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It’s almost time to call it a wrap on 2020, and as we look forward to a new year, I wanted to talk about resolutions. Not your personal plans to eat better or exercise more in 2021, but your ambitions for your garden next year.

Now is the perfect time to think about what you want to do in the new year and make a plan so that when spring rolls around, you are ready to act.

To help out, here’s my list of 10 resolutions that gardeners might want to tackle in 2021.

  1. Have a bird feeder. Actually, this is one you can do right now. Birds are even more reliant on us right now than during the warmer months, so outfit a nearby tree with a bird feeder and keep it well stocked.
  2. Buy or make a compost bin. You can purchase a composter for anywhere from $50 to $500, but it’s also easy enough to make one for about $20 or less. Good for the environment and good for your garden.
  3. Learn to prune properly. Invest in good pruning shears (we have plenty at Warner’s) and learn how to take care of your trees. We have pruning guides for both deciduous and conifer trees.
  4. Ask your relatives what they planted in their gardens. Got a family Zoom call scheduled for the holidays? Ask your nearest and dearest what they planted this year and see if it inspires you.
  5. Plant a fruit tree. Been envious of your neighbors with their fresh pears or apples? Try your hand at planting a fruit tree this year. Not only will you get delicious eats, you’ll increase the value of your property.
  6. Test your soil. If you haven’t before, soil tests will help you amend your garden beds and get fuller, healthier plants.
  7. Explore native plants. Native plants evolve with the local climate and typically require less upkeep. For those of us in the high desert, this means plants that usually require less watering than non-native species.
  8. Invest in a rain barrel. One of the blessings of our region is the annual monsoon season. Having a barrel to capture rainwater is a great way to be water wise in 2021.
  9. Take care of bees and other pollinators. Absolutely essential in our ecosystem, pollinators account for about a third of the food we eat. Think about a bee condo or put in plants that are loved by birds, bees and butterflies. Here’s our suggestions for bees and another for butterflies and hummingbirds.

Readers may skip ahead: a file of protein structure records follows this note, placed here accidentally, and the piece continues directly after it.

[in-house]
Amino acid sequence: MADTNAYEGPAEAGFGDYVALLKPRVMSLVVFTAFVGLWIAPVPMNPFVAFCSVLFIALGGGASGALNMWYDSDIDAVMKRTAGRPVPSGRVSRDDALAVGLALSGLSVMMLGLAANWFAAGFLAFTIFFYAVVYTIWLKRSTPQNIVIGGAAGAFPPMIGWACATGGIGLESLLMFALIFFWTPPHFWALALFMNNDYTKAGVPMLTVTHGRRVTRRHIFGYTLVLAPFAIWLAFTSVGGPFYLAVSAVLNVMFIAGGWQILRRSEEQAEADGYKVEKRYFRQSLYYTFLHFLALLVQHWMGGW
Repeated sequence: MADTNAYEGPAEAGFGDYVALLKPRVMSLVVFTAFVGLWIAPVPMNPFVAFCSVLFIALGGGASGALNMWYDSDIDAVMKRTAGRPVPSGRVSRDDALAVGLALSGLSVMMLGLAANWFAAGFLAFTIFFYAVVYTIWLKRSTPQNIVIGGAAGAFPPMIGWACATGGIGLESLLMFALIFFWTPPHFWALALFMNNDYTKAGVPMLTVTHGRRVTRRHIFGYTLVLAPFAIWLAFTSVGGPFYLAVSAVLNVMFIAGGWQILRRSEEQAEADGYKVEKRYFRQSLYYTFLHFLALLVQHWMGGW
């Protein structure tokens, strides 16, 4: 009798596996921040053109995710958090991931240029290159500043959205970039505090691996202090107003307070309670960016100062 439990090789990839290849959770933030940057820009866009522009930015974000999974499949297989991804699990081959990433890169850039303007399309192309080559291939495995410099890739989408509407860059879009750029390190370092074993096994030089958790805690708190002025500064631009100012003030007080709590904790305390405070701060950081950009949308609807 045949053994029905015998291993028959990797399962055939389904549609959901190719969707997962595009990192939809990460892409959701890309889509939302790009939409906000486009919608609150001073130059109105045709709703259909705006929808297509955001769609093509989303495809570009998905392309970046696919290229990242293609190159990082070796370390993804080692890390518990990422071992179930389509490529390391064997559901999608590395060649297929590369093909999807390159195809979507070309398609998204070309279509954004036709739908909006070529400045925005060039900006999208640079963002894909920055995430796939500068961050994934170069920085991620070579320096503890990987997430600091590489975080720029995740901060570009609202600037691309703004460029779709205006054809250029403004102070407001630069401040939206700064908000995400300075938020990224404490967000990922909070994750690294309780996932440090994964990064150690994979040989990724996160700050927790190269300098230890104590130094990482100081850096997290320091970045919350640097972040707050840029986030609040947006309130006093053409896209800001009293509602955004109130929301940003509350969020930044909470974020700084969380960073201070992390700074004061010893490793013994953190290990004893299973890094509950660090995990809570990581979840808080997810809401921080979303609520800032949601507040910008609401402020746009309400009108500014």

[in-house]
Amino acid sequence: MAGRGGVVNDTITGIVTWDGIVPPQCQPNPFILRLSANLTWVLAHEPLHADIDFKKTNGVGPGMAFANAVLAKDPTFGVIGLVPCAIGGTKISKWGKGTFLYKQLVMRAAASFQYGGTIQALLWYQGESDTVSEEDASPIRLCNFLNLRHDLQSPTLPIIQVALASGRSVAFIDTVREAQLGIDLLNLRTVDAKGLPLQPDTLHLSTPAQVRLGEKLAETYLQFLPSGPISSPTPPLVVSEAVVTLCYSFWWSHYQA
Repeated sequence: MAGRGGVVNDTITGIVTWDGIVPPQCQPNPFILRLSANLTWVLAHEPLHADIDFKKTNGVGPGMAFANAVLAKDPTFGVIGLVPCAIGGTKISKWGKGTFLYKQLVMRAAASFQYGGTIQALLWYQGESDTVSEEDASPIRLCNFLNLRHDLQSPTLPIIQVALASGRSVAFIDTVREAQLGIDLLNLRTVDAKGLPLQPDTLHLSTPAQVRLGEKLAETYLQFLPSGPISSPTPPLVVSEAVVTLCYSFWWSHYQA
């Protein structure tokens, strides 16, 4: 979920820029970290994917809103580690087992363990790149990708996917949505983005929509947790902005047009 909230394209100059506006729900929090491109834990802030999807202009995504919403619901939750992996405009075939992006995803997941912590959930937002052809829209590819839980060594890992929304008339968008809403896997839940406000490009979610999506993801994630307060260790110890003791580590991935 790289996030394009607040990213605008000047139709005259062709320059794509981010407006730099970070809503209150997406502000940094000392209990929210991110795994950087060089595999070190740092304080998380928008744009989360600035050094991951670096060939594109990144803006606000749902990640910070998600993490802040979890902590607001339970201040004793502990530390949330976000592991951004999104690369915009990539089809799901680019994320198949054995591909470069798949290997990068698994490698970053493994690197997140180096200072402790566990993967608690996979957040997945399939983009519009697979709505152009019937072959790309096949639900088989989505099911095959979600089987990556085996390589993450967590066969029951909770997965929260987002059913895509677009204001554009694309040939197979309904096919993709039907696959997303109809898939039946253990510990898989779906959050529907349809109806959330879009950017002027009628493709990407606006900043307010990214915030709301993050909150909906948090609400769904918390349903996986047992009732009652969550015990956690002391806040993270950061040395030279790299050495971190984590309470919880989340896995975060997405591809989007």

10. Make plants your gift of choice in 2021. It could be a rose bush for Mother’s Day, mums in the fall, poinsettia at Christmas or houseplants anytime of year. Plants are a lovely, living gift that your recipients will enjoy for a long time to come.

And there you have it – my top 10 New Year gardening resolutions. If you have any questions or need any help as you plan for the new year, please give us a call. We’ll be in nursery every day until 1 p.m. on December 24, then are taking a break between Christmas and New Year’s, returning on Jan. 2, 2021.

Happy holidays and happy gardening,


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It’s hard not to love the very easy-going Pothos. Which makes them not only a great plant for your home, but a good gift for your friends or loved ones who might not think they have green thumbs.

These versatile houseplants look great in a pot or hanging in a container (they look particularly fetching in macrame hangers, which have made a comeback.) They grow well in bright light or direct light, meaning they pretty much will flourish anywhere in your home.

Caring for Your Pothos – One of their very few demands is not being overwatered, so keep the top few inches of soil dry and test the soil prior to watering. You should feed them on a regular schedule from April or May through August. Just follow the instructions on the label of your favorite plant food. (We recommend VF11 organic liquid fertilizer once a month.)

Pothos love a good misting and it’s also important to dust them when needed so they photosynthesize efficiently. This also gives you a chance to inspect you plant for any pesky pests or bugs.

Should you have a cut or potted Christmas Tree?

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It’s a question we often get this time of year at the nursery – should we get a cut tree or a potted tree?

Each has its positives and negatives and most have to do with timing. You can have your cut tree up and in your house longer. On the other hand, even though your potted tree can only be in your house for about a week, it will soon become part of your garden landscape.

Here’s our guide to caring for both this holiday season:

Cut Trees

This year we have a selection of Noble Firs, Douglas Firs and Nordman Firs.

While you can bring your cut tree inside earlier than a potted tree, there’s often a fear that it will dry out before the holiday arrives. Here’s a few tips that will make sure your tree stays fresh throughout the season.

Before you bring your tree indoors, spray it with Cloud Cover to preserve the needles and help them keep their moisture. Make sure you make a fresh cut of at least half an inch off the trunk to allow the tree to take up water. However, remember you need to set up your tree immediately after making the cut (get it in water within 15 minutes at the most!) If you don’t, the cut area will seal off and not be able to take up water.

Once the stand is mounted and your tree is properly situated in its place of glory for the season (far away from heater ducts and/or fireplaces!) fill the water tray with luke warm water. Add Keeps-it-Green liquid to the water, to help keep the tree fresher longer. Check the water level in your tree stand daily. Always keep the trunk immersed in water. 

Potted Trees